March 16, 2018

FOGcon 2018 Report

I attended FOGcon last weekend, the eighth year of this speculative fiction convention and my eighth time participating. I had a great time, as I do every year. It's always a delightful mix of familiar and new experiences and people.

This year (like last year), both honored guests contributed to many of the high points of my weekend. In preparation for the con, I started reading the work of Ada Palmer -- I've raved about TOO LIKE THE LIGHTNING and am still in the midst of the second half of that story, SEVEN SURRENDERS. It was great to hear Palmer speak several times about her series and her areas of expertise. She gave a captivating presentation on the history of books and book censorship that demonstrated she's as skilled a storyteller in person as on the page. I also attended a fascinating panel Palmer wasn't involved in that focused on the gender aspects of her novels, and I really appreciated hearing critiques from a range of perspectives.

I didn't make enough time to read Andrea Hairston before the con, but now I can check out her work (maybe REDWOOD AND WILDFIRE) with her lively voice in mind. In addition to writing novels, Hairston is involved in theater as a playwright, director, and actor, and her performance skills were evident whenever I saw her this weekend. I was glad I didn't miss her dramatic reading of passages from her work, accompanied by music from Pan Morigan. Another attendee shared a brief video clip with the accurate word "mesmerizing".

I found the programming this year to be particularly strong, so I was happy to spend most of the weekend in conference rooms listening to people talk. Writing Sexual Assault was a thoughtful discussion of when and how sexual violence can be effective in fiction rather than a tired trope. The panelists for Acting Normal shared their experiences with disability and neurodiversity, whether they do or can try to act "normal", and the idea that normality is a myth. I was impressed in both panels by how well these difficult subjects were covered.

The panel on architecture in fiction was a lot of fun, with great examples of city and building design in Palmer's series and others. Playing And Writing The Alien, about how aliens are used in stories and how that relates to otherness, was another entertaining discussion that included Hairston's tales of imagining the body language for alien creatures in her plays.

I was excited to participate in a roundtable discussion called Whither Programming? that brainstormed possible ways to evolve the events at this con in the future. I'm looking forward to whatever the next FOGcon will bring!

Good Stuff Out There:

→ Monica Byrne's talk for the Texas A&M Science Fiction Lecture Series, Instructions for the Age of Emergency, examines the future Byrne imagines for her next novel and how it stems from the present: "In 3012, there are no borders. There are no nations. There are no families, aside from the human family. We call every other person 'carnala,' a Mexican Spanish term meaning 'a blood relation.' The average life expectancy is 130 years. The world population is steady at one billion. We roam the earth as permanent nomads, and, by common agreement, only own as much as we can carry--this is why the system is called Laviaja, a feminized form of 'El Viaje,' Spanish for 'the journey.' Those of us who cannot move or walk are accommodated so radically by mutual aid, artificial intelligence, and augmented reality that the very concept of disability no longer exists. In fact, many of us choose to have what we think of as disabilities, and call them 'gifts,' because they are ways of creating community." (Thanks, Jennifer!)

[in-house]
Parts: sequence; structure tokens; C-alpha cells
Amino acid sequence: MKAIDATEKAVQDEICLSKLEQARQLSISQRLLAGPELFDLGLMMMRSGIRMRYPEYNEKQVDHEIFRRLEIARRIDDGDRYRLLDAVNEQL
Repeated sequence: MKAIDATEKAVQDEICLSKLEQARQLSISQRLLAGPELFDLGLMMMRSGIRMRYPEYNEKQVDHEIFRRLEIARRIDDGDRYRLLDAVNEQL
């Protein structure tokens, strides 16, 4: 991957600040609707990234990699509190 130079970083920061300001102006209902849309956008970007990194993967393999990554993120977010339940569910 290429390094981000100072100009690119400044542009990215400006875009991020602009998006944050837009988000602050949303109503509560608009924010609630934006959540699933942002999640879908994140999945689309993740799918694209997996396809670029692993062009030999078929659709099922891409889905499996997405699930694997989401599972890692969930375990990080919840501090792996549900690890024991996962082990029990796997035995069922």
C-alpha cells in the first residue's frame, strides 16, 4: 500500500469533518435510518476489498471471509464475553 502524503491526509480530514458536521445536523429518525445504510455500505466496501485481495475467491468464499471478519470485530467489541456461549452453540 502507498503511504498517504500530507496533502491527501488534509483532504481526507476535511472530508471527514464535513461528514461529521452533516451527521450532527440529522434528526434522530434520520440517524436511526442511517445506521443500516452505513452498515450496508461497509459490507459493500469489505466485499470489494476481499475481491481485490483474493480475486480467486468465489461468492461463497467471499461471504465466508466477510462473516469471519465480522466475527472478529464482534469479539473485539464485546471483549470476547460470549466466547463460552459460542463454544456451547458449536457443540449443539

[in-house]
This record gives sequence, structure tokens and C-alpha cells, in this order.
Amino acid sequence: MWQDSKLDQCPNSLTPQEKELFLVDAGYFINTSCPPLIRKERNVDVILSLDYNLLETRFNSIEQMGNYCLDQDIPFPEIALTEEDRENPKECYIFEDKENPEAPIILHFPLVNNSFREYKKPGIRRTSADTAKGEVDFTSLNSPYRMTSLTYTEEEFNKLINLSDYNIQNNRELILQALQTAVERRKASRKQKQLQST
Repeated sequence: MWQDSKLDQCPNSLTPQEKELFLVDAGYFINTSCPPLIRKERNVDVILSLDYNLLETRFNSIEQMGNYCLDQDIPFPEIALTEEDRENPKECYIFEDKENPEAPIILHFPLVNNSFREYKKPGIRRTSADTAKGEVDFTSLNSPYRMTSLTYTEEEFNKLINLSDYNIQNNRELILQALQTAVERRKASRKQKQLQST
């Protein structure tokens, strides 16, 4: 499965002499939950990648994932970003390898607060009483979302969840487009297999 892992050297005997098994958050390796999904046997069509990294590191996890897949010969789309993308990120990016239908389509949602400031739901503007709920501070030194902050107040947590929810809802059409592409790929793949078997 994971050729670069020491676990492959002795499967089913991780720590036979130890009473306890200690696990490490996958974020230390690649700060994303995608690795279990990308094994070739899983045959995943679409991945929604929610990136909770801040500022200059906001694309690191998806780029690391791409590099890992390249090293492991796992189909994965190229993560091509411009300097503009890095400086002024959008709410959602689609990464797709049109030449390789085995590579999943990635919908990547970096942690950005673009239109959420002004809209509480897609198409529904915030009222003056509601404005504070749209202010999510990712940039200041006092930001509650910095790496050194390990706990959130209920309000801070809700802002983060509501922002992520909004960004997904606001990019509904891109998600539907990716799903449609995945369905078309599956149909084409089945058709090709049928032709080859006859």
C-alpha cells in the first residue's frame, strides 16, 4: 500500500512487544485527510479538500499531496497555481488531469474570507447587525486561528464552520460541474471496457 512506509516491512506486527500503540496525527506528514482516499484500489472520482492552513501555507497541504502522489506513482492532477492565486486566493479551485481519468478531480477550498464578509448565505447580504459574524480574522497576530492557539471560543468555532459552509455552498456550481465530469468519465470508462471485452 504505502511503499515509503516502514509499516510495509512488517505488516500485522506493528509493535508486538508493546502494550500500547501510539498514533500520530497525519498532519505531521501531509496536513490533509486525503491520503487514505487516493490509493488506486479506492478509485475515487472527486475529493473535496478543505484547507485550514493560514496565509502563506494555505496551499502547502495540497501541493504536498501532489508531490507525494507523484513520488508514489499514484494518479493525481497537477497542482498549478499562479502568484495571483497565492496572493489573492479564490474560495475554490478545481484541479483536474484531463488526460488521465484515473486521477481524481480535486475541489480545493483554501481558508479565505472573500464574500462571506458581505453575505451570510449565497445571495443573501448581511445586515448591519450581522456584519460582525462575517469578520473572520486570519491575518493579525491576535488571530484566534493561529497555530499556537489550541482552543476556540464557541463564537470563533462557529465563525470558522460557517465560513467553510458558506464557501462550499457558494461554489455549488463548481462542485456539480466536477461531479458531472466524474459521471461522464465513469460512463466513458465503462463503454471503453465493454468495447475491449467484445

March 7, 2018

February Reading Recap

I found time for a bunch of reading in February, including some preparation for FOGcon this coming weekend:

TOO LIKE THE LIGHTNING by Ada Palmer, one of this year's FOGcon Honored Guests: Before the narrative even begins, this book presents a baffling list of endorsements, such as "certified nonproselytory by the Four-Hive Commission on Religion in Literature". Then the narrator's introduction explains that eighteenth century literary styles will be used to recount these important historical events from the year 2454 ("You must forgive me my 'thee's and 'thou's and 'he's and 'she's") because the philosophies of the Enlightenment influenced the transformation that rocked the twenty-fifth century. Only then are we plunged into the action, where someone referred to as a Cousin and a sensayer, who's very much at home in this world the reader doesn't yet have the slightest handle on, shows up in a flying car at something called a bash'house and witnesses a scene they don't understand any better than we do.

I love a book that throws readers into the deep end, as long as there's a skilled writer keeping us afloat with well-placed bubbles of information and the promise of a solidly built floor underneath. Palmer succeeds admirably at this feat, which I found more and more impressive as the full complexity of the story and world became apparent. If there were half as many things going on in this book, it would still be great, and my mind is boggling over how many pieces Palmer imagined, developed, and wove together so effectively.

This novel contains multitudes, both in its large cast of memorable characters and in the many subjects it covers. The 2454 setting introduces us to new approaches to religion, family, citizenship, and gender, many of which are discussed in relation to Enlightenment-era philosophy. The narrative plays around with language and reliability. The intricate, suspenseful plot involves political intrigue, secrets, and murder. From start to finish, TOO LIKE THE LIGHTNING delivers surprise after surprise, some delightful, some horrific.

Only one surprise was somewhat frustrating: This volume doesn't conclude the story, which continues into SEVEN SURRENDERS. I'll be happy to read on immediately, but I wasn't planning for it when I started this book. And that's just as well, because if I'd known it didn't stand alone, I might have skipped it, and then I would have missed out on one of my new favorite books!

TURF by Elizabeth Crane: I picked up this collection after reading an excerpt of the longest story, "Today in Post-Apocalyptic Problems", and needing to know what happened next. The rest of the story delivered just what I was hoping for, an exploration of family dynamics in a world that's fallen apart. I happily read the whole, delightfully odd collection.